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    Published on: February 2, 2012

    This commentary is available in text and video form. The content is similar, but not word-for-word. Enjoy both, or either...


    When I started MNB more than 10 years ago, to be perfectly honest, I had a series of personal goals.

    I wanted to go to interesting places. I wanted to eat great food and drink terrific wine. I wanted to meet fascinating people. I wanted to learn a lot and write about everything I learned. And, I wanted to have a great time doing it all.

    The good news, at least for me, is that it all has worked out pretty well ... and I’m lucky that you folks keep reading my stuff.

    This week was a perfect example. I was in Orlando, Florida, attending and moderating a panel at the Food Marketing Institute (FMI) Midwinter Executive Conference, and one afternoon drove over to Winter Park to have lunch - an unbelievably flavorful Ahi burger and an adult beverage - with a fellow named Bob Morris.

    I was interesting in chatting with Bob for several reasons. First of all, I’ve been a big fan of his series of Zack Chasteen mystery novels for years. But Morris, who has been writing newspaper and magazine columns for years, recently published a series of e-books that essentially are collections of previously published pieces around different themes - food and wine, travel, raising kids, etc... These are only e-books; no paper-and-ink versions are available. They’re inexpensive, ranging between 99 cents and $2.99, and one of the places you can find them is here.

    The move to e-books fascinated me, in part because Bob also owns a small custom publishing house that, on its website, notes that “unlike digital or video products, a book is a concrete, physical object. And presenting a book to another person – be it a friend, a client or an employee – is a personal act, one that carries with it a most human element. Books create everlasting bonds.”

    (I also connected with the Story Farm website because it talks about the power of story as a communications tool, something that Michael Sansolo and I wrote extensively about in our book, The Big Picture: Essential Business Lessons from the Movies.)

    I was fascinated by all this, and wanted to chat with Bob about these various enterprises. And, I just wanted to meet him.

    Bob, who seems like a great guy, said that moving to e-books gave him a level of freedom and speed that the traditional publishing model no longer offers. He could bring the books together and get them out there without having to deal with bureaucracies; he also can make more money from the books, having disintermediated traditional publishing companies and connecting more directly with readers.

    At the same time, Bob told me, he remains convinced that there is a future for paper-and-ink publishing, which is why he started Story Farm ... and he’s found that number of companies and businesses have embraced the notion of creating books that advance their stories and broaden their exposure. As a working writer - and boy, I get this - Bob said that he has to cover all his bases, embracing e-book technology when it seems most relevant and paper-and-ink publishing when it seems like the most appropriate alternative.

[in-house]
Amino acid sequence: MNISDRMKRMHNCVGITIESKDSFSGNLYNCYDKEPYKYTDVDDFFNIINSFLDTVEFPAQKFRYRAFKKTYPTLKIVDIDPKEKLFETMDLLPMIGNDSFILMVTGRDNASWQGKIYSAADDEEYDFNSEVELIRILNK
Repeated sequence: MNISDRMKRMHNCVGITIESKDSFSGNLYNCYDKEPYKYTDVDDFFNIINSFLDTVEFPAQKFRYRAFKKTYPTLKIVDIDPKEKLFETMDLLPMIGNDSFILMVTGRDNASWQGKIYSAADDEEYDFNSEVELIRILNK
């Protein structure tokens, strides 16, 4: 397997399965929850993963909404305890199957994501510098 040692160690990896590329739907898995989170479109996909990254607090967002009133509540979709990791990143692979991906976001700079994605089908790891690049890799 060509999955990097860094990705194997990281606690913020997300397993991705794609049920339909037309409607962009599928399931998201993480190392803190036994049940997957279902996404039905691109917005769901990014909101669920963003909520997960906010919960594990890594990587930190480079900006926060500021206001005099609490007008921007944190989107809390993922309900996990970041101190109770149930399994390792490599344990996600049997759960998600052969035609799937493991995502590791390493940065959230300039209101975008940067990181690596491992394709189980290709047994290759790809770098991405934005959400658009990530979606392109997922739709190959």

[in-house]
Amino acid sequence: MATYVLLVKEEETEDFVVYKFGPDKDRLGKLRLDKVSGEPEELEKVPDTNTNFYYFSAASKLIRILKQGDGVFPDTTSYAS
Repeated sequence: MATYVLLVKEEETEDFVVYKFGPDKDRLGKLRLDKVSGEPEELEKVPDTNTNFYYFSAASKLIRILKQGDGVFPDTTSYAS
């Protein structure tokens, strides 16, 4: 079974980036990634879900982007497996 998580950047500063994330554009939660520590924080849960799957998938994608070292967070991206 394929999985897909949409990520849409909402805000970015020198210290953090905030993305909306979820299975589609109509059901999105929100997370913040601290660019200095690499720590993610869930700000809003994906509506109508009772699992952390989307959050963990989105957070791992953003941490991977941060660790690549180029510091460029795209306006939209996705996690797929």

This is very smart, I think, and an excellent metaphor for what we all have to in our businesses. We have to identify ways in which to be relevant, and, when possible, do everything we can to get closer to our consumers, forging connections that will serve us well in the long run.

    In essence, this what Louis C.K. recently did when he decided to sell one of his concerts directly to fans via his website, as opposed to doing it for HBO or Comedy Central or some other corporate entity. And it is something that I think we’re going to see more and more people and businesses doing, because technology makes all these things possible.

    That’s my story. That’s Bob Morris’s story. And we’re sticking to it.

    That’s what’s on my mind this Thursday morning, and, as always, I want to hear what is on your mind.

    KC's View:

    Published on: February 2, 2012

    by Kevin Coupe

    The Wall Street Journal reports that Facebook “filed for an initial public offering Wednesday that could value the social network between $75 billion and $100 billion, putting the company on track for one of the biggest U.S. stock-market debuts of all time. The company hopes to raise as much as $10 billion when it begins selling shares this spring, said people familiar with the matter.”

    The story notes that “in just eight years, Facebook has become the world's social bazaar, where friends gossip, play games and swap 250 million photos per day. It has also emerged as a potent political tool, helping to topple regimes across the Middle East last year.”

    This story makes me go back to a story on MNB from just a couple of weeks ago, saying that Facebook is expected to hit 1 billion users sometime this summer, possibly in August 2012.

    I noted then, and would repeat, that potentially, they - we - are all connected.

    That facility may not be worth $100 billion.

    That facility, in fact, may be priceless.
    KC's View:

    Published on: February 2, 2012

    The Los Angeles Times reports that scientists at the University of California San Francisco argue in the newest issue of Nature that “the added sugars in processed foods and drinks are responsible for so many cases of chronic disease and premature deaths that their use ought to be regulated, just like alcohol and tobacco.”

    The researchers “aren’t claiming that sugar should be illegal or removed from the diet completely,” the Times writes. “They are focused on added sugars, which they define as ‘any sweetener containing the molecule fructose that is added to food in processing.’

    “In this country, most added sugar is in the form of high fructose corn syrup, of HFCS. But sucrose from cane sugar, sugar beets and other caloric sweeteners also would be subject to scrutiny.

    “Why? Because even the United Nations recognizes that the greatest threat to public health now comes from non-communicable diseases, including diabetes, heart disease and cancer. Together, these play a role in more than 35 million deaths each year. And they get a big boost from the choices people make about tobacco, alcohol and diet.

    “Of these three ‘risk factors,’ only tobacco and alcohol are currently subject to regulation, the authors write. Of course, these differ from food in that they are not necessary for survival. But added sugars – and the items made with them – aren’t necessary either.”
    KC's View:
    The Times also notes that despite the call by these researchers, it is not likely to have any impact in the short term. “Public health advocates have spent years trying to enact a soda tax to discourage consumption of added sugar, and none of their efforts is close to succeeding,” the Times writes.